Should Right to Buy fraud concerns lead to end of scheme UK-wide?

According to reports, around 16% of council homes sold by ten local authorities under the Right to Buy (RTB) scheme, have been to tenants on housing benefit.

Under the scheme which has now been scrapped in Scotland and Wales, researchers contacted 40 councils who have sold off the most homes; of which only ten provided responses. These were Greenwich, Brent, Islington, Newcastle, Dudley, Barking & Dagenham, Waltham Forest, Brighton, Kingston and Westminster.

The provided figures date back to 2012 when the discount on RTB properties was increased by the Government.

From the ten councils that released data, there were 4538 RTB sales, 721 of those being to tenants on housing benefits. Dudley was the council with the greatest amount of sales being to such tenants, with 243 out of 651 being to those on benefits.

Greenwich was behind this with 154, followed by Barking & Dagenham with 114.

Commenting on the often desperate situations of individuals purchasing under the RTB scheme was Giles Beaker. The partner at Anthony Gold Solicitors stated that he had encountered cases where companies had provided funds for tenants but had later evicted them when they took control of the property:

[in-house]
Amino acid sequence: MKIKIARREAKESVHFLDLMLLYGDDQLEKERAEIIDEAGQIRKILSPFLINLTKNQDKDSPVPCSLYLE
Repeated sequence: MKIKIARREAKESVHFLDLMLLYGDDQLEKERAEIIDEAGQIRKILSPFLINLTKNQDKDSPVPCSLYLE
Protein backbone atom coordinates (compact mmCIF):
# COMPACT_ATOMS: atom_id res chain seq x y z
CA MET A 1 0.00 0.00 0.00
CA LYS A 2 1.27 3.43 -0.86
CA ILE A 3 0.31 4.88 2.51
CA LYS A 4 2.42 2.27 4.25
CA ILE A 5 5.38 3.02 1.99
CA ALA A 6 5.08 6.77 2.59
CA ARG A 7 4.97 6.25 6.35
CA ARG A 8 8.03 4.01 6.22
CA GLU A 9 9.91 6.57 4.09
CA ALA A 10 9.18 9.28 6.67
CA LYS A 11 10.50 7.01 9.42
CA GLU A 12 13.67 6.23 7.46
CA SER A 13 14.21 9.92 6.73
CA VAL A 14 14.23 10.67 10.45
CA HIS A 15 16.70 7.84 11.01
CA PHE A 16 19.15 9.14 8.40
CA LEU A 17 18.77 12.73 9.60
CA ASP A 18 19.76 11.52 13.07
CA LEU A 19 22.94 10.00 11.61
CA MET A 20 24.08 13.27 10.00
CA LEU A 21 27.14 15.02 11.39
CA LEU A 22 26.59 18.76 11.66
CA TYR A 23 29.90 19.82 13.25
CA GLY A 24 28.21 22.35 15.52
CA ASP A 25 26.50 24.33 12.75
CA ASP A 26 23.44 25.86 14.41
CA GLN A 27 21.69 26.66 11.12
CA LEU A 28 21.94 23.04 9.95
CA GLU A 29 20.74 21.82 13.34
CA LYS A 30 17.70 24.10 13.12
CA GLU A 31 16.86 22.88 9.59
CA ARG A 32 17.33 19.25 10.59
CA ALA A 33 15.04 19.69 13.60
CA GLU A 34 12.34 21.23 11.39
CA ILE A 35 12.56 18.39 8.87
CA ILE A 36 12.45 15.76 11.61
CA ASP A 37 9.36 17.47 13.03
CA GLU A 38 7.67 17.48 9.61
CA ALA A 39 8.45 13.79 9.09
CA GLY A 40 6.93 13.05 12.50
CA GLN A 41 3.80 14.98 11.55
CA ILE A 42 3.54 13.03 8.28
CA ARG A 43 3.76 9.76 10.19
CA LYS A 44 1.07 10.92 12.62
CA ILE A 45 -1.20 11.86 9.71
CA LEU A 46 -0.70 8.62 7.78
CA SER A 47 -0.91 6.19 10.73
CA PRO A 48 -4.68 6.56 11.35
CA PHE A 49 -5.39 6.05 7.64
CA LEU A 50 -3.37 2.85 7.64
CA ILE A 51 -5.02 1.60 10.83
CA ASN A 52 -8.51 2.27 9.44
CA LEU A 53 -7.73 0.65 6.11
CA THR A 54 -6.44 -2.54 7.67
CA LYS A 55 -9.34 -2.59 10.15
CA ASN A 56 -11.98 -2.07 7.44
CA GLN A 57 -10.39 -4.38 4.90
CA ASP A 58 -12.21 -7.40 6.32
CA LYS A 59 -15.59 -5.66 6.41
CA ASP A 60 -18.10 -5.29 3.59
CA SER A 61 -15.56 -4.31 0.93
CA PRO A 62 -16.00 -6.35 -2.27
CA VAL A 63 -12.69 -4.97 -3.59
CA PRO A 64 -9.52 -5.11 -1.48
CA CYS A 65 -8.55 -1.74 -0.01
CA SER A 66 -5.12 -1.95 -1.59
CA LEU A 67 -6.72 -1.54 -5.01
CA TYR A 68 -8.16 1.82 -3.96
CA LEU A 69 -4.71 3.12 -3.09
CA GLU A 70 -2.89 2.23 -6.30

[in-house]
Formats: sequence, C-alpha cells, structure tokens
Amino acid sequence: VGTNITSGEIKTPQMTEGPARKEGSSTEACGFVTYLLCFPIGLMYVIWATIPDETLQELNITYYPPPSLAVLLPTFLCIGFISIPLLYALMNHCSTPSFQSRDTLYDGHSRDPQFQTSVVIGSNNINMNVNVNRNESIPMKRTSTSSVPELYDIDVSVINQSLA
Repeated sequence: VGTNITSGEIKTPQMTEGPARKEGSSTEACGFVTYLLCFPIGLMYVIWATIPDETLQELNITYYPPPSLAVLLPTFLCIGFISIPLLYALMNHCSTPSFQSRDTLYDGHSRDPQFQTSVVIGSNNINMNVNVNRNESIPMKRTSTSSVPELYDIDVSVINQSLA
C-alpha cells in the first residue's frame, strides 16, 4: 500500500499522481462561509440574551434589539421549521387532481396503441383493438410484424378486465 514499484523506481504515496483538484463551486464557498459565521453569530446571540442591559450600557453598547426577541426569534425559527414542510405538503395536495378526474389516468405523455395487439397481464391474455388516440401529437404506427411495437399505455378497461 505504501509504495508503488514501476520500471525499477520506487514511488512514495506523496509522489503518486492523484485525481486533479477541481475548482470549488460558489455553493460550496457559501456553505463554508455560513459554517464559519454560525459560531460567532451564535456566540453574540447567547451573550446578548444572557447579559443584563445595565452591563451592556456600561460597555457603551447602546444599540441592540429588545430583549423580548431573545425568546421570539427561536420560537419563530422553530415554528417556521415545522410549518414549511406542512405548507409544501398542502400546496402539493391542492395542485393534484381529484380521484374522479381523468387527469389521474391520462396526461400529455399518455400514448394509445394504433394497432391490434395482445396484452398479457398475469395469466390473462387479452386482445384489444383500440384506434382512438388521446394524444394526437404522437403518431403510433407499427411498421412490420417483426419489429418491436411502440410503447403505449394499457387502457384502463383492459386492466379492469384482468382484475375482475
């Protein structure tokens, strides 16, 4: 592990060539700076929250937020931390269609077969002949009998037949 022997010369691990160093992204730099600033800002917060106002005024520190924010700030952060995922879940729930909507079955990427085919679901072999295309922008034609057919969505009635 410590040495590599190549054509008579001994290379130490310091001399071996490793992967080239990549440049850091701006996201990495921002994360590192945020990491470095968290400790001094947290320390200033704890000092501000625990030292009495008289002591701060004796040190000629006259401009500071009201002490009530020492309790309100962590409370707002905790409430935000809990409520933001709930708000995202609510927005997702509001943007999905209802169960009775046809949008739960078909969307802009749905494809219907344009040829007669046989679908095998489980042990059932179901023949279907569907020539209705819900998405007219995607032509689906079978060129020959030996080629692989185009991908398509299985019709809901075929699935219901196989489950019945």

“It is usually people who are in desperate need of money or who are quite vulnerable who are particularly encouraged into these deals.”

As well as being sold to those who are unlikely to afford it in the long run, situations concerning houses bought under the RTB scheme have also included those trying to take advantage of the discount it offers. Previously covered by Today’s Conveyancer were a case in Dagenham and another case in Greenwich, of individuals being found guilty of subletting council properties purchased under RTB whilst residing elsewhere. Instances such as this mean those who were meant to benefit from the scheme, are prevented from doing so.

This view was echoed by councillor Dominic Twomey, in light of a woman fraudulently subletting an RTB property within his county. The deputy leader and cabinet member for finances commented: “Council properties are precious and there for decent law-abiding people, not for greedy fraudsters. I can assure residents we will be remorseless in our pursuit of them to make sure council homes go to those who have the right to live in one.”

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